The Importance of Tummy Time.
Tummy time is the amount of time babies spend lying on their stomachs. Since the early 1990’s health authorities have strongly recommended that babies sleep on their backs to reduce the incidence of SIDS (Sudden Infant Death Syndrome). This successful campaign has reduced the incidence by 40%. At the same time authorities stressed that babies needed to spend time on their stomachs. The American Academy of Pediatrics (AAP) campaign was called “back to sleep, tummy to play”. Unfortunately the “tummy to play” part has tended to be forgotten. There is renewed focus on “tummy to play”.
Infants should be holding up their heads and pushing up on their arms by the end of three months.
Why do babies need tummy time?
Tummy time promotes muscle development in the neck and shoulders, helps prevent tight neck muscles and the development of flat areas on the back of babies heads. It helps develop the muscles needed for lifting their heads, rolling over, sitting up, balancing, crawling and walking. In addition, tummy time is said to aid development of sensory- perceptual, social-emotional, problem-solving, visual and hearing abilities in babies. In a recent study by the American Physical Therapist Association and cited by the AAP, two-thirds of 400 respondents said that they had seen a delay in motor skill development of babies during the past six years. Those surveyed cited the lack of tummy time as the main reason. Infants now miss out on the 12 hours of tummy time they used to get when sleeping on their tummies. With the combination of back sleeping, back playing and spending excessive amounts of time in infant carriers that double as car seats, the backs of baby’s skulls can flatten. This flattening is often made worse by torticollis. Torticollis is where neck muscles are tight or weak on one side causing the baby to tilt or turn to one side.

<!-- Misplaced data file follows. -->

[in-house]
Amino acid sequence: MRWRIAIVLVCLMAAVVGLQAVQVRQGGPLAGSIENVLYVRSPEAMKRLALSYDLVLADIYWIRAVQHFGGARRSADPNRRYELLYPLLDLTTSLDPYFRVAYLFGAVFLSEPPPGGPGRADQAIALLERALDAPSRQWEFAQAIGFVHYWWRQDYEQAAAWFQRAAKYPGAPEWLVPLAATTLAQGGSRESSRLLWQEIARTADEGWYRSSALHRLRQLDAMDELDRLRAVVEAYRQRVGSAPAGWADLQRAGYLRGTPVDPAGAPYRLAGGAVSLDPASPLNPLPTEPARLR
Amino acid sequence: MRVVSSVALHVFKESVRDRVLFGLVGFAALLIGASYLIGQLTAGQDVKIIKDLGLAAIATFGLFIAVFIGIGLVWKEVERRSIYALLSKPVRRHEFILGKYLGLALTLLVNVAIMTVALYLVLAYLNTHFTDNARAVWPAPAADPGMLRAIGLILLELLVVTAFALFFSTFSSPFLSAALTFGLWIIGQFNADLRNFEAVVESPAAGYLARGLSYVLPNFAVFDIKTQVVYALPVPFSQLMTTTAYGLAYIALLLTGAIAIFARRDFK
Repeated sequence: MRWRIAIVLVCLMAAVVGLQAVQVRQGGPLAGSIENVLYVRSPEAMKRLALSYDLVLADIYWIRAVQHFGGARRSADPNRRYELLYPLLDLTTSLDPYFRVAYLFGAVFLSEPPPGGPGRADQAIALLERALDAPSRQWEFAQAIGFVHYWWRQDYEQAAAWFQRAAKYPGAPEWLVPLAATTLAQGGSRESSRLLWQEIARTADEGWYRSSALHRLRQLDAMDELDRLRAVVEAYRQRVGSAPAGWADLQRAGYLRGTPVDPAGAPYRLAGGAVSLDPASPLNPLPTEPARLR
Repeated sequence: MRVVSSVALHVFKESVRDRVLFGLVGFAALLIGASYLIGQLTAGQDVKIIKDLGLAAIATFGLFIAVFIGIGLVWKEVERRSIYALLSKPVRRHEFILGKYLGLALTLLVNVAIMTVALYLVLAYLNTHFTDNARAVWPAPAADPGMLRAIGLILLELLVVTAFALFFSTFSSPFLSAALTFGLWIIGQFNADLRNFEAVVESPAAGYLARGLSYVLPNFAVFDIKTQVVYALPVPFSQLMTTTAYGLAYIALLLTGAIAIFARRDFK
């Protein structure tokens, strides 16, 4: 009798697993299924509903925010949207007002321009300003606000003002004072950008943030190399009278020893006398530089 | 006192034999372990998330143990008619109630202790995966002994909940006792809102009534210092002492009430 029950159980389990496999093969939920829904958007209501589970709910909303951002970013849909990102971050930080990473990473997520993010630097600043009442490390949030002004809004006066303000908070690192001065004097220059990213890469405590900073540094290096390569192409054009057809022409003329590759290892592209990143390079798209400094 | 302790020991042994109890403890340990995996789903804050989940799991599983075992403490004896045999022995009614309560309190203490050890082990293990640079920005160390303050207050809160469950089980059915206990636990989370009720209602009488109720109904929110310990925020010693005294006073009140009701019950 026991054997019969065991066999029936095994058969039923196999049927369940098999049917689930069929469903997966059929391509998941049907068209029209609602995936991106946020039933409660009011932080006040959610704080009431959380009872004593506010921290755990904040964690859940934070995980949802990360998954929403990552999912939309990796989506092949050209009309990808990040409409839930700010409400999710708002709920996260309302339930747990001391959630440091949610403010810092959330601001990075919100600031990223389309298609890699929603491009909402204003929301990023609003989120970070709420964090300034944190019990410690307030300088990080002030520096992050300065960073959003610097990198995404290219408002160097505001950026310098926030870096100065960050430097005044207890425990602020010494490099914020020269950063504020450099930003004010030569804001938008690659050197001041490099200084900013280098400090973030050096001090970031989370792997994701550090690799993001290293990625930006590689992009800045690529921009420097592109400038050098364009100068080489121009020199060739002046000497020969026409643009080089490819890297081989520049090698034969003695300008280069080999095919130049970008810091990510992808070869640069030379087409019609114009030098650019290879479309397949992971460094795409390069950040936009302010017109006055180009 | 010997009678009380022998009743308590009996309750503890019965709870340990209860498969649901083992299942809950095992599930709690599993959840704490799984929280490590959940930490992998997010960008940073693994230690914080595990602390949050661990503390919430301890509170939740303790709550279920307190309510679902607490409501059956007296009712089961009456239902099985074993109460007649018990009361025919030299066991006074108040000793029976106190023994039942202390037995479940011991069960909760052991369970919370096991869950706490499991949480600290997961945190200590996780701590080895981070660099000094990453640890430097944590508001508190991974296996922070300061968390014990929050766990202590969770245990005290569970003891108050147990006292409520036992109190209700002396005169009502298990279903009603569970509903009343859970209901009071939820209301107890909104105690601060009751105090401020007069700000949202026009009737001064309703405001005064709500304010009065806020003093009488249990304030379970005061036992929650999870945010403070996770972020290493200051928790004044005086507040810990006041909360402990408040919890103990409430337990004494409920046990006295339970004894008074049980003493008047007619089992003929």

How much tummy time should a baby have?
According to the American Academy of Pediatrics, tummy time should begin on the first day home from hospital. Play and interact with your baby when he is awake and on his tummy 2 or 3 times each day for a short period, increasing the amount of time as the baby enjoys it more. A great time to do this is after changing nappies or when the baby wakes from a sleep. At first, some babies resist, but persevere. Eventually your baby will love tummy time. It is never too late to start.
Ways to do tummy time
Place yourself or a toy just out of the baby’s reach during play time, talk to him and get him to turn or reach for you or the toy
As the baby gets older, place toys in a circle around the baby. Reaching to different points in the circle will allow him to develop the appropriate muscles to roll over, scoot on his tummy and crawl.
Lie on your back and place the baby on your chest. The baby will lift his head and use his arms to try and see your face.
While being watched by and adult, have a young child play with the baby while on his tummy. Young children can get down on the floor easily. It is fun for both the baby and the child.
. You can download further information and tips from
California Childcare Health Program (2009) Tummy Time for Infants, http://www.ucsfchildcarehealth.org/pdfs/healthandsafety/tummy-tim-0209.pdf
Children’s Healthcare of Atlanta (2007): Tummy Time Tools, Activities to Help you Position, Carry, Hold and Play with Your Baby. www.choa.org.
NHS Scotland (2007), Protect your baby’s natural head shape: tummy time to play, back to sleep www.scotland.gov.uk/resource/doc/170857/0047857.pdf
American Academy of Pediatrics and Healthy Child Care America ( 2003) , Back to Sleep, Tummy to Play, www.healthychildcare.org.
American Physical Therapy Association (2008, August 7). Child Development: Lack Of Time On Tummy Shown To Hinder Achievement. ScienceDaily. Retrieved July 31, 2009, from http://www.sciencedaily.com /releases/2008/08/080806122422.htm
Jennings, J (2005) Conveying the Message about Optimal Infant Positions , Physical and occupational Therapy in Pediatrics, Vol 25, No.3
Lack of Tummy Time Leads to Motor Delays in Infants, PTs Say, 28/07/09 www.choa.org. www.devdelay.org/newsletter/articles/html/273-tummy-time-and-crawling.html. www.scotland.gov.uk/resource/doc/170857/004857.pdf.